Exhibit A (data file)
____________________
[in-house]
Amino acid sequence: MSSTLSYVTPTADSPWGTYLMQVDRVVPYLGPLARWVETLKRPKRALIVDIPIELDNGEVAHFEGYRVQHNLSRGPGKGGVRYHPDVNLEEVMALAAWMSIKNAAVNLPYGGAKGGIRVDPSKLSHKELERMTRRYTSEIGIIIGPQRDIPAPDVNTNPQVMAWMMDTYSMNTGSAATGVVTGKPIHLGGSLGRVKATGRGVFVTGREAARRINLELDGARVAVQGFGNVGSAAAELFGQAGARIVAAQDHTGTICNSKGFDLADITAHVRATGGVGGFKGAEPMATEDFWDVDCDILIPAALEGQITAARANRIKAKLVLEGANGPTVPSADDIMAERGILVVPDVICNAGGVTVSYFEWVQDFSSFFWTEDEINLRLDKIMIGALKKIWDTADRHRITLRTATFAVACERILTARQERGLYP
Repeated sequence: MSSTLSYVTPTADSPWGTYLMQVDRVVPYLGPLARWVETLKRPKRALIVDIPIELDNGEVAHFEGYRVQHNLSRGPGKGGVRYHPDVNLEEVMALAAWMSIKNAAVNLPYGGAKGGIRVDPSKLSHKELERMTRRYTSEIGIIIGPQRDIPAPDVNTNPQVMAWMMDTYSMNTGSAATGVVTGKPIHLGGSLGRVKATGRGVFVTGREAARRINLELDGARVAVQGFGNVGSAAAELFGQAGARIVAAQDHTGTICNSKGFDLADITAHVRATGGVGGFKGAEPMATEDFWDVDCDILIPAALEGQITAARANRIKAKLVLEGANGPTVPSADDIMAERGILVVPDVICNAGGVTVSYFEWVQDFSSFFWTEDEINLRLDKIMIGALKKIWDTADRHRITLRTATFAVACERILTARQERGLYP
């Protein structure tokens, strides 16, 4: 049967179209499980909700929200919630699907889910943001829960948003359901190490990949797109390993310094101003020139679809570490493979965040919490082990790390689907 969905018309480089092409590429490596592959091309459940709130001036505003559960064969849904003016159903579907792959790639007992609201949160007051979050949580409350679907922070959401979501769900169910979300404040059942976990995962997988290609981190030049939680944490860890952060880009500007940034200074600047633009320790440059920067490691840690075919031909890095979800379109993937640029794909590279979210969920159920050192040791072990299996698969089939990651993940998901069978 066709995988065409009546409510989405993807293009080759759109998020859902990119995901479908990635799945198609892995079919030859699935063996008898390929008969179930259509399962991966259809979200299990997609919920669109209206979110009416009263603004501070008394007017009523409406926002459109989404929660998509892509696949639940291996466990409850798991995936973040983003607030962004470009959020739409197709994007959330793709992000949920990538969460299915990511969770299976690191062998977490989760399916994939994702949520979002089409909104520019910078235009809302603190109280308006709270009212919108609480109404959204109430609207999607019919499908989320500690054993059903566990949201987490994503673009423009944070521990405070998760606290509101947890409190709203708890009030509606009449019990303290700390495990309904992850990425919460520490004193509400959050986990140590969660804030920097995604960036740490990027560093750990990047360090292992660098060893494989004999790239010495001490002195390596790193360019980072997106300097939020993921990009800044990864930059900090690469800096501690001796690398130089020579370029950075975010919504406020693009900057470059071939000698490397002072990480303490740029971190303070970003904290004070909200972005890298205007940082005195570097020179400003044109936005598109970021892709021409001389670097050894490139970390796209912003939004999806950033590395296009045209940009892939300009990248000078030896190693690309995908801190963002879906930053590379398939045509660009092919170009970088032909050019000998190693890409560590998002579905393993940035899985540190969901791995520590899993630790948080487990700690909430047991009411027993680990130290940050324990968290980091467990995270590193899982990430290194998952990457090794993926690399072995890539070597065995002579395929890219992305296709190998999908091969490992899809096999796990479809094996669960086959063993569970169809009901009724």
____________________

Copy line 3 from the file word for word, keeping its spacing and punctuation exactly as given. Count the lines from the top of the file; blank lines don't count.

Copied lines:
Repeated sequence: MSSTLSYVTPTADSPWGTYLMQVDRVVPYLGPLARWVETLKRPKRALIVDIPIELDNGEVAHFEGYRVQHNLSRGPGKGGVRYHPDVNLEEVMALAAWMSIKNAAVNLPYGGAKGGIRVDPSKLSHKELERMTRRYTSEIGIIIGPQRDIPAPDVNTNPQVMAWMMDTYSMNTGSAATGVVTGKPIHLGGSLGRVKATGRGVFVTGREAARRINLELDGARVAVQGFGNVGSAAAELFGQAGARIVAAQDHTGTICNSKGFDLADITAHVRATGGVGGFKGAEPMATEDFWDVDCDILIPAALEGQITAARANRIKAKLVLEGANGPTVPSADDIMAERGILVVPDVICNAGGVTVSYFEWVQDFSSFFWTEDEINLRLDKIMIGALKKIWDTADRHRITLRTATFAVACERILTARQERGLYP